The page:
be safe from filing bankruptcy.
And he would have been, but:
Altorelli, 57, filed for bankruptcy on Nov. 25, the New York Times reports. A rainmaker at Dewey, he earned $6 million in 2011. But he gave up most of his compensation in 2012 in “valiant efforts to save the firm,” according to the Times.
. . . .
The Times also sees other reasons for Altorelli’s financial troubles. “Mr. Altorelli, the proverbial grasshopper in Aesop’s fable, didn’t exactly save for a rainy day,” the story says. “The very qualities that made him such an effective rainmaker — generosity, gregariousness, his tireless socializing — contributed to his current predicament.”
But, c’mong, man. You can do quite a bit of partying on 6 mil a year and still save something.
Bur Mr. Altorelli has filed bankruptcy.
I see lots of people who have careers, keep their job, and put dollar after wasted dollar into their business.
Many do this year after year, with the business NEVER making money.
I represented one couple who both had good paying jobs.
They started a laundromat business.
Bought one location, set up another later.
Took out a second mortgage. Sank their savings.
When they finally came to me, years after first having bankruptcy suggested to them, neither location had ever made a cent, though they had been open for years.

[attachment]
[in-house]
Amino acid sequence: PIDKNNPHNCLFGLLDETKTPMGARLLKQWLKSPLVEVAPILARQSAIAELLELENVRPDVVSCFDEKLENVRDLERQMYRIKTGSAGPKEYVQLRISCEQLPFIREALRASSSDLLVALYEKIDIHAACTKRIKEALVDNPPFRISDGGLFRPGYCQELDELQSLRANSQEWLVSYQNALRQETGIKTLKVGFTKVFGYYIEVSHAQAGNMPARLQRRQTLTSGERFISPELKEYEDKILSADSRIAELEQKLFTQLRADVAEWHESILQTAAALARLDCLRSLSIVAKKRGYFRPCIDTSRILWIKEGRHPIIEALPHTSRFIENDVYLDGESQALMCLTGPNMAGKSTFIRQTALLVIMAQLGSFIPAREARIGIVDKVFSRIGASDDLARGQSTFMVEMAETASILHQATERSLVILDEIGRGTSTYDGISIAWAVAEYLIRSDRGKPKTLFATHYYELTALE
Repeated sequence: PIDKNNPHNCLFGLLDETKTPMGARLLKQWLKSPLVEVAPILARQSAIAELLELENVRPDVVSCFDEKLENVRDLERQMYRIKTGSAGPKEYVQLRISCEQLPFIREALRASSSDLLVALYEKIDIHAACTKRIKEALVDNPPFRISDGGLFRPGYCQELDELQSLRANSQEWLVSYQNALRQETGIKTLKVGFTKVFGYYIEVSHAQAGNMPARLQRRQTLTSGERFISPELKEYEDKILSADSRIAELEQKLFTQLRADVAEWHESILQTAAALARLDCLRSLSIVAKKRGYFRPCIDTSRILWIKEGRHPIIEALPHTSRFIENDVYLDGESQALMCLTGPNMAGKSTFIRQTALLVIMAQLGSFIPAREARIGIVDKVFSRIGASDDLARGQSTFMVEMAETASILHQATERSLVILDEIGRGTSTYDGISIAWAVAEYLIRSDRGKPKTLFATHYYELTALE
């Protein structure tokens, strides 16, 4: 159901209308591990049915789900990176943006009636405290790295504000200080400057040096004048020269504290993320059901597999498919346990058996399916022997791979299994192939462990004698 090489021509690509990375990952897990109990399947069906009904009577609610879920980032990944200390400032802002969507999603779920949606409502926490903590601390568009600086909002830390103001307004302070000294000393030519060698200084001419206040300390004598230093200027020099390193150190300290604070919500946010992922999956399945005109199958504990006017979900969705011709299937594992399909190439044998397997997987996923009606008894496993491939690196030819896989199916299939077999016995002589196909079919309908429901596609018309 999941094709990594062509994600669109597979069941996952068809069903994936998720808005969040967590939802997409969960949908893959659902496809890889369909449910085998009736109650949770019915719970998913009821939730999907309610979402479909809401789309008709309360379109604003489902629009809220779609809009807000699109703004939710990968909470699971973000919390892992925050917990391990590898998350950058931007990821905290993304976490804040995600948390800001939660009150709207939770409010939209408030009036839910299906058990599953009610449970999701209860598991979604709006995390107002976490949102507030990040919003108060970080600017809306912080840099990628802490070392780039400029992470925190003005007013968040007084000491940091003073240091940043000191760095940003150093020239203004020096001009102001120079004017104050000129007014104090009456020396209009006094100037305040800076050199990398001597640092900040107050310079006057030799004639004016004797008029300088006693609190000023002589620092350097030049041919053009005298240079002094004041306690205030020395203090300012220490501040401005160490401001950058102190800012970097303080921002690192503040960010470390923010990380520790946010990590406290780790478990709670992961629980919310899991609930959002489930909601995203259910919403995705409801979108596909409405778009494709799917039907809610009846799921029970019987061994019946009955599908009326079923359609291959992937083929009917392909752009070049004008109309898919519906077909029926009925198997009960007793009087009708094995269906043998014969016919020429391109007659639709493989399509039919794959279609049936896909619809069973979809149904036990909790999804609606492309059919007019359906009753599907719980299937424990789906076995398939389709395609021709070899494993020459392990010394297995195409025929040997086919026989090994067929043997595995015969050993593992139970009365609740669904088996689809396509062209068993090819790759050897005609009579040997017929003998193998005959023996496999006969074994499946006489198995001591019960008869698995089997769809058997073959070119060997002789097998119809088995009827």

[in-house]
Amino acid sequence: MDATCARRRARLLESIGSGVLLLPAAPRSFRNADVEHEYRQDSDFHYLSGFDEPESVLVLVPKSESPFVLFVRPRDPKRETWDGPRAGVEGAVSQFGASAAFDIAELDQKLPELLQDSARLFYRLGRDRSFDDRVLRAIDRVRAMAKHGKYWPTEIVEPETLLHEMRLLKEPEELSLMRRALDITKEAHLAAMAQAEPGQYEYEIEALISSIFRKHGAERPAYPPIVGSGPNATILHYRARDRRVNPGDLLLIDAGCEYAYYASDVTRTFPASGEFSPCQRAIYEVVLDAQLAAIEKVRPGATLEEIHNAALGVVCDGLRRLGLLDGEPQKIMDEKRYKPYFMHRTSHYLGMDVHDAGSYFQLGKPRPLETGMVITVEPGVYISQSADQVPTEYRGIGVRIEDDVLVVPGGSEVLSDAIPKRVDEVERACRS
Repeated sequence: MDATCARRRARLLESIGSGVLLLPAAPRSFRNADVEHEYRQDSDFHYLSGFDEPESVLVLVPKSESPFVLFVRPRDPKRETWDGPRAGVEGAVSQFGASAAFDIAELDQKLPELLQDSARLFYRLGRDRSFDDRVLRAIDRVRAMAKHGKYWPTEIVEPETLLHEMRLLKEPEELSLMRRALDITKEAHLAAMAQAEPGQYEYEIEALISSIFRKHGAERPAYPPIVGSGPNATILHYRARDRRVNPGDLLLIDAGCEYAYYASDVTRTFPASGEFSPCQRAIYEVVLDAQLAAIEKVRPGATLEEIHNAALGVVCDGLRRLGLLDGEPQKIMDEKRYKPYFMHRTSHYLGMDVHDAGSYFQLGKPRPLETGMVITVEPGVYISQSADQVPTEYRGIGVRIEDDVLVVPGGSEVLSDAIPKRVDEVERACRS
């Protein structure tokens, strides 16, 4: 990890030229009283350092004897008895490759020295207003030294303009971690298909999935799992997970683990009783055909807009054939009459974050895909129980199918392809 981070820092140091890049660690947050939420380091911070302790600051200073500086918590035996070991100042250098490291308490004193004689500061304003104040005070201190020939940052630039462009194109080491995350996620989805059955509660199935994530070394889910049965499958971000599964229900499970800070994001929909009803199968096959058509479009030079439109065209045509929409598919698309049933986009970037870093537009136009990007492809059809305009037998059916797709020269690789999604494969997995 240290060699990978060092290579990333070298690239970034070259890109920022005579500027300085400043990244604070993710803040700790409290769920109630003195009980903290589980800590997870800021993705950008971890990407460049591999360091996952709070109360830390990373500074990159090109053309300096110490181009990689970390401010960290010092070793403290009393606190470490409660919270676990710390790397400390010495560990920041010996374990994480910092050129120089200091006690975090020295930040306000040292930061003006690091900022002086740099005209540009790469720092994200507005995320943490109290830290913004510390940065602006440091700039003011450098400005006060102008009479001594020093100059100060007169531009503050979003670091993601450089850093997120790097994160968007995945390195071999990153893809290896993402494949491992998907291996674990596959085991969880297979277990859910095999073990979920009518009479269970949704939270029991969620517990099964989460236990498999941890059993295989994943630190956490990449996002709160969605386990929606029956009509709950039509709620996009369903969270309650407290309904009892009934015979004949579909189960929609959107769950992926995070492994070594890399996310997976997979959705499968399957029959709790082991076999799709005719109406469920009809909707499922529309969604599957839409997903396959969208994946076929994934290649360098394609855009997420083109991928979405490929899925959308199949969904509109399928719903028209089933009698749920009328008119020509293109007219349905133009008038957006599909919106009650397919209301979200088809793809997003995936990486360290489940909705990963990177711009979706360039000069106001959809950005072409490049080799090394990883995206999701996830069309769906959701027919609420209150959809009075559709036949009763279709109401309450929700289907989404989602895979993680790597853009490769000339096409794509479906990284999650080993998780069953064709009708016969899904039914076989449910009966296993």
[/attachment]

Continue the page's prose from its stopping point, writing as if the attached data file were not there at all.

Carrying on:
Their savings were gone, and they were about to lose their house. Creditors were suing.
What did they want to do? File bankruptcy? No!
The Constitution states that Congress shall establish uniform laws of bankruptcy. If you need to, use it.
Bankruptcy is, and should be, a last resort.
But, filing bankruptcy works. Whereas, wiping out your savings and losing your home because you are in denial that you never should have gone into business, does NOT work.
They found that the bankruptcy code is an incredibly effective social insurance policy. According to their findings, getting approved for Chapter 13 bankruptcy protection “increases annual earnings by $5,562, decreases five-year mortality by 1.2 percentage points, and decreases five-year foreclosure rates by 19.1 percentage points.”
(from the Fortune article linked to above)
Check with an expert bankruptcy attorney before you lose everything.